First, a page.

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Monday, June 27, 2022

Willow Crossing

WILLOW CROSSING

The limestone arch in Willow Valley

Tucked into a sliver of space in the canyon-addled watershed of West Clear Creek, Willow Valley is a calm oasis of green in an water-carved landscape.  Within the shallow canyon, a sketchy trail known as Willow Crossing descends from an airy plateau littered with toppled trees from past wildfires, wildflower meadows and a smattering of tall pines into a narrow canyon with a totally different character. 

Inside the riparian zone of Willow Valley

Bound by chalky limestone walls chiseled into layer-cake-like formations, the ecozone inside the mini, Mogollon Rim gorge transforms from a sunny, lightly-wooded mesa into a jungle of greenery. 
The rim above Willow Valley in Coconino National Forest

This tiny Eden isn’t easy to find or follow, but careful explorers are rewarded with many surprises. A series of rough dirt back roads near Clints Well in Coconino National Forest northeast of West Clear Creek Wilderness, lead to a barely-there trailhead. To pick up the historic route, follow the old barbed wire fence to a gate near the edge of the canyon. Pass the gate (close it behind you) and pick up the obvious path leading downhill.
Riparian vegetation in Willow Valley

As the short, rocky trail descends among hairy stands of common mullein that can sprout corn-like shoots to over 6 feet high, riparian vegetation closes in on the trail.
Common mullein grows on the canyon rim

Willow Valley is in the watershed of West Clear Creek

Gamble oaks, boxelder, New Mexico locust and a tangle of the eponymous willow trees clutter the slopes. Where the trail bottoms out at a drainage, look for water-loving wildflowers and shrubs like larkspur, wild roses and red-osier dogwood. 
Larkspur colors the trail in summer.

Like all “crossing” trails on the Rim, this one hops the drainage and heads up to the opposite lip of the canyon. In between the rims, the hike’s signature attraction stands nearly obscured by tree cover and wild grape vines woven among thickets and boulders.
Red-osier dogwood grows in the drainage area

A delicate natural arch carved from the canyon’s sedimentary rock walls forms a fragile bridge over a fold in the disintegrating wall revealing a glimpse of sky and Ponderosa pines 400 feet above.

LENGTH: 2-3  miles round trip

RATING: moderate

ELEVATION: 6,400 – 6,800 feet

GETTING THERE:

From Payson, go north on State Route 87 to Lake Mary Road (County Road 3) turn left and go north on CR3 to Forest Road 81 at milepost 297.7. Turn left and continue 3.1 miles to Forest Road 81E. Set your odometer, and go left on FR 81E 1.14 miles to Forest Road 9366M—an easy-to-miss, unmarked dirt road on the left. Go 0.5 miles on FR 9366M to a cattle guard and gate. The trailhead is just past the gate on the left near the generic “trail” sign and rock cairns. A high clearance vehicle is recommended on the forest roads.

INFO:

Coconino National Forest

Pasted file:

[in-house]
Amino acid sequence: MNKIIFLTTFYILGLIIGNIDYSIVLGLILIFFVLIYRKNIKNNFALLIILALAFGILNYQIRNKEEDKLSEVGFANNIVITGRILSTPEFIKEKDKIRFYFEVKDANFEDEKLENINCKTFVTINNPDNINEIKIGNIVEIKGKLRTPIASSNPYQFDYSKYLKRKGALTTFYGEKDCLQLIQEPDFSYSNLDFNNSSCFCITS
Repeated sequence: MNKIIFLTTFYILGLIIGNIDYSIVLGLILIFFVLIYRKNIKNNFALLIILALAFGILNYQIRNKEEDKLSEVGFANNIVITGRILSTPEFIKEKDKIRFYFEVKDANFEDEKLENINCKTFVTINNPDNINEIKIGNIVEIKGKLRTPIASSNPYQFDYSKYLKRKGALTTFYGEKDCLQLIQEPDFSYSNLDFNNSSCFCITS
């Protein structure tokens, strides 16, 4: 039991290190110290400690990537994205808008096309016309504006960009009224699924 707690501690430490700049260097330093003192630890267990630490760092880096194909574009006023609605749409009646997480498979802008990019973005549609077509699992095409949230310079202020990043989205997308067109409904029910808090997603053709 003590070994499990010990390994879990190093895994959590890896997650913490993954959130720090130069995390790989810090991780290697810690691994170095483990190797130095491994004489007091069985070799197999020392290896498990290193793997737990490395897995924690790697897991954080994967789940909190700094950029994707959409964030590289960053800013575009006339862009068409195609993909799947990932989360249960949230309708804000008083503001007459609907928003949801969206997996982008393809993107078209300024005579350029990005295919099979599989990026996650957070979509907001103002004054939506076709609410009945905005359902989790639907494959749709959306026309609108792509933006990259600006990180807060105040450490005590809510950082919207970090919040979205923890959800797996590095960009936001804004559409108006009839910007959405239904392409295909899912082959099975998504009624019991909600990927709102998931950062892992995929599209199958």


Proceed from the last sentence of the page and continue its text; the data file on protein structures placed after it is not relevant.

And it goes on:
https://www.fs.usda.gov/recarea/coconino/recarea/?recid=55052


Wednesday, June 22, 2022

Keyhole Sink

KEYHOLE SINK

Keyhole Sink surrounds a moist seep area

Not too far off Old Route 66 a few miles east of the town of Williams, a cloistered box canyon with vertical stone walls encircles a depression where water sometimes cascades over the cliffs and pool at the base of the pine-shaded oasis. 

The woodsy approach to Keyhole Sink

The sounds of tree frogs, birds, and scampering squirrels bite through a soundtrack of wind rustling through aspen canopies.  The moist, cool place vibrates with a life essence that transcends the moment.  It’s like walking through a sort of time capsule set on perennial-fill mode.
A petroglyph panel at Keyhole Sink

The Kaibab National Forest site’s ample forage grasses, water and quiet isolation made this a perfect spot for wildlife to congregate, feed, drink, and--oh yeah--be stalked.  

Aspen saplings on the Keyhole Sink Interpretive trail

From roughly 1,000 years ago, ancestral Native American hunters documented their experiences at this enchanting hideaway by pecking images of deer, bear and other local wildlife into the folds and panels of cliff faces that are the weathered remains of ancient lava flows.   Today, hundreds of the images are visible on the volcanic escarpments.
Keyhole Sink is a wildlife oasis

Dense galleries depict a vibrant, and resource-rich environment.  While the meaning and utility of the petroglyphs is best known to the makers, present day viewers may immerse in the pure beauty of the etchings and extrapolate the notes of celebrations, observations, and maybe just the plein air sketches they may have depicted.  Regardless, it’s clear that Keyhole Sink remains a living, breathing microcosm of life in the forest. 
Visitors must be front-line protectors of this heritage site

A short, interpretive trail and a descriptive brochure available online, guide visitors through the woodsy outdoor classroom.

Sadly, there’s a history of vandals defacing the rock art. Restoration involves hundreds of volunteer hours, thousands of dollars, and years of work with no guarantees of fully rehabilitating the artfacts.  Why this happens in a place that is sacred to modern Native American tribes is beyond comprehension. The place is not a “ruin”, it’s an ancestral homeland.